WE’RE finally going back to the pub on July 4 when our boozers get to open their doors again.
Now that scientists have allowed us to reduce the two metre rule we’re finally allowed to get a crisp, full-bodied pint with our pals again.
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When will pubs reopen in the UK?
The PM has said that we’re good to go on reopening pubs on July 4 now that scientists have said it’s ok to reduce the two-metre social distancing rule.
Brits desperately missing catching up with pals at the pub could soon be back at the bar or ordering through an app to keep safe.
The decision has been a huge political pressure point between ministers and businesses urging Boris to speed up the return to normal life and scientists warning him to slow down.
Pub bosses had lobbied for a confirmed reopening date amid worries beer deliveries wouldn’t arrive on time and staff needed at least three weeks to be trained up on new social distancing measures.
However now that Matt Hancock revealed the UK’s death rate is back to normal for the first time since lockdown began, we’re finally getting to a safer place.
Scientists have said they are “totally comfortable with” the two-metre social distancing rule being reduced – but only if people sit side by side and wear face coverings as much as possible.
There is now hope that the move will help save the 3.5 million jobs at risk
Business Secretary Alok Sharma previously said: “As soon as we can, we will publish further guidance for restaurants, pubs and bars as well as hairdressers, barbers, nail bars and related services.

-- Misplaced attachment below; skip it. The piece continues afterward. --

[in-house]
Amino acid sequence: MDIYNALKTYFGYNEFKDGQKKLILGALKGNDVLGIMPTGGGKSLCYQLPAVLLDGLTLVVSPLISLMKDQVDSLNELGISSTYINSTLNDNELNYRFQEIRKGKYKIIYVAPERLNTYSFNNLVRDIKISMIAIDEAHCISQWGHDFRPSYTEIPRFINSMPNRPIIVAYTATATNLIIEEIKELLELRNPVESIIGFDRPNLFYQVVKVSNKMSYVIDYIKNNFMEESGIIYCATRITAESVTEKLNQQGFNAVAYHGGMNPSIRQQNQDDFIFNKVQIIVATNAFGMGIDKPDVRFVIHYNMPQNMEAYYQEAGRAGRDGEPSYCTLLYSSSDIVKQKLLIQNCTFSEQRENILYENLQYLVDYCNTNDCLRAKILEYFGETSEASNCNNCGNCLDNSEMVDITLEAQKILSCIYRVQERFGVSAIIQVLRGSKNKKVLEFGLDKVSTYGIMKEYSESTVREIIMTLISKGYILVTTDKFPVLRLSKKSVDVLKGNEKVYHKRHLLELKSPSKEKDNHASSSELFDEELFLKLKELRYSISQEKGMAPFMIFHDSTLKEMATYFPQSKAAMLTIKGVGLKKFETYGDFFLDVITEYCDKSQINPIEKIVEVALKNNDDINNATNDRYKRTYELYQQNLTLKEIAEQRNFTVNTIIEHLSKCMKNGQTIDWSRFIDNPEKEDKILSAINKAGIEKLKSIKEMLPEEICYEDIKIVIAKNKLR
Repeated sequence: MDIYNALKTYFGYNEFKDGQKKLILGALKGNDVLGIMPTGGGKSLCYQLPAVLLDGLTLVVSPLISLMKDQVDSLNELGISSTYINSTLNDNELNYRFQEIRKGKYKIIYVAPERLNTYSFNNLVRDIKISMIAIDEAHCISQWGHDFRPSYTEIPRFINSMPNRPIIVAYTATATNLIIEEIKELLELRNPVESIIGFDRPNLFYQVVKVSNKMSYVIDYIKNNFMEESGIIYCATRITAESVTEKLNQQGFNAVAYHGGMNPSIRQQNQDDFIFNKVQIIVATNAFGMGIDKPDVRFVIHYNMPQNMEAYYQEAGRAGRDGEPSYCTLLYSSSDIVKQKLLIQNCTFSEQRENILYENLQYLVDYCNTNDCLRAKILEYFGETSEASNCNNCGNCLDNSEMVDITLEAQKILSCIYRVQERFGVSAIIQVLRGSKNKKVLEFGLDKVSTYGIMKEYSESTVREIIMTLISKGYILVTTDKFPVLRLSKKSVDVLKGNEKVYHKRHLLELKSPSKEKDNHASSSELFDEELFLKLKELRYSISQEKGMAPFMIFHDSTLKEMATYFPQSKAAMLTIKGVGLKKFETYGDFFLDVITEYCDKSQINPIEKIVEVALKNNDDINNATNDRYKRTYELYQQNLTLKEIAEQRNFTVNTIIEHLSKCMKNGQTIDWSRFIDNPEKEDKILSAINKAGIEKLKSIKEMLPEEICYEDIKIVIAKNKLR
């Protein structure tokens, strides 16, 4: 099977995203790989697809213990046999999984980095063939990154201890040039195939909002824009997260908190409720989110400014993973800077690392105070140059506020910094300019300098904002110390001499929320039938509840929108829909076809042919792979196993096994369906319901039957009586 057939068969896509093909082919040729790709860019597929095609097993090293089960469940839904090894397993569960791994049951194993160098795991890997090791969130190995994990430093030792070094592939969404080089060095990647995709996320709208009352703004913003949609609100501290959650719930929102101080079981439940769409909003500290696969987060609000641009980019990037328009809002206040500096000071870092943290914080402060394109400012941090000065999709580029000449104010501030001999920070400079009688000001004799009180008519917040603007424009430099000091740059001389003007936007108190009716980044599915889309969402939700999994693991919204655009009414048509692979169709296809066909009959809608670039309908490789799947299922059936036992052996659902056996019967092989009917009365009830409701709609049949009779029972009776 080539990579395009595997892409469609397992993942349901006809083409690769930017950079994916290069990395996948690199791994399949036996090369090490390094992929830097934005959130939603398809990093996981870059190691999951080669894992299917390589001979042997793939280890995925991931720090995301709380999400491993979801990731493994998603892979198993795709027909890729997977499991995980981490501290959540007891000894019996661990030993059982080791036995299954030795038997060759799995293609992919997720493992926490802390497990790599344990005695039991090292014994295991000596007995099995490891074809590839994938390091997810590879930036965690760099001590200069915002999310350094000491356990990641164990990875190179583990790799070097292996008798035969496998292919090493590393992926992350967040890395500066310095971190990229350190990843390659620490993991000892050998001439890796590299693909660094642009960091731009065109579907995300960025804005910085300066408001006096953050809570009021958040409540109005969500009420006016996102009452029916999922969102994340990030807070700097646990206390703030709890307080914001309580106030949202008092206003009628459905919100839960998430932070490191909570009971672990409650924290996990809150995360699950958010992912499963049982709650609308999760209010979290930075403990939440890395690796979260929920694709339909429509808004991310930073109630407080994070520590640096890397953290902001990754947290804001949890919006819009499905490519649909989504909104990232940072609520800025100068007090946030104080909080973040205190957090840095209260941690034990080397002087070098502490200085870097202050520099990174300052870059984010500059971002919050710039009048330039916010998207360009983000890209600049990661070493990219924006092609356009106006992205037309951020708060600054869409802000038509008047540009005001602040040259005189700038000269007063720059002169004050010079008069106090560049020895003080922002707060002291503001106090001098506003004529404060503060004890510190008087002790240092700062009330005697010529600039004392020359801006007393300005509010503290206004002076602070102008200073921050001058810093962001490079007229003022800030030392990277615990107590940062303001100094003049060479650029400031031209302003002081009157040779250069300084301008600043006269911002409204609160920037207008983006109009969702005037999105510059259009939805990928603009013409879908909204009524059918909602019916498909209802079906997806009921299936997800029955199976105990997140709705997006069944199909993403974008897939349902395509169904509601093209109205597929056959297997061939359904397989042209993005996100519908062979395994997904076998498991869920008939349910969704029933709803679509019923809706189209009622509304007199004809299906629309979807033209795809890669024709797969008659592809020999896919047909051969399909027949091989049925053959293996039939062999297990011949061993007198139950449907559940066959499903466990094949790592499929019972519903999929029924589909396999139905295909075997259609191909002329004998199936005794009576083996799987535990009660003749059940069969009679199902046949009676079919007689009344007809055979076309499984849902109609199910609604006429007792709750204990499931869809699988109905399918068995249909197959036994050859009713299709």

“We continue to follow the roadmap which sets out our ambition to reopen these sectors from 4 July at the earliest.”
The Government has been under increasing pressure to relax the two metre social distancing rule amid worry the hospitality sector will struggle to recover from the economic crash by allowing just a few people in at a time.
Lots of pubs and restaurants have also said they cannot maintain the two metre social distancing rule inside their establishments, meaning a number would have to remain closed.
Pubs have been shut since March[/caption]
Some pubs have been allowed to partially reopen this month using outdoor market-style stalls.
Government officials have previously suggested it could take many months for pubs to reopen – sparking fears for the future of many of the UK’s 48,349 locals.
Top scientists have predicted that the hospitality could start to pick up without triggering a second wave.
A top official had said that pub gardens could soon reopen[/caption]
When will Wetherspoons be reopening?
The famous pub chain Wetherspoons shut all their doors on March 20, but have since revealed their plan to reopen over 875 pubs across the UK.
Wetherspoons has said they are investing £11million into this new plan to make sure the new measures keep both their staff and customers safe.
Each pub will be temperature checking all their staff before they start their shift, as well as providing them with gloves, masks and protective eyewear for them to wear when working.
They have also suggested they will be limiting their menu slightly, as well as replacing all the usual condiments with sachets rather than plastic bottles and create one-way systems in and out of the venues.
The Sun was given a first glimpse of the new layout as it was revealed there will be screens, posters and floor markings.
There will be separate exits and entrances, and tables will not positioned to abide by social distancing rules.
How would social distancing work in pubs?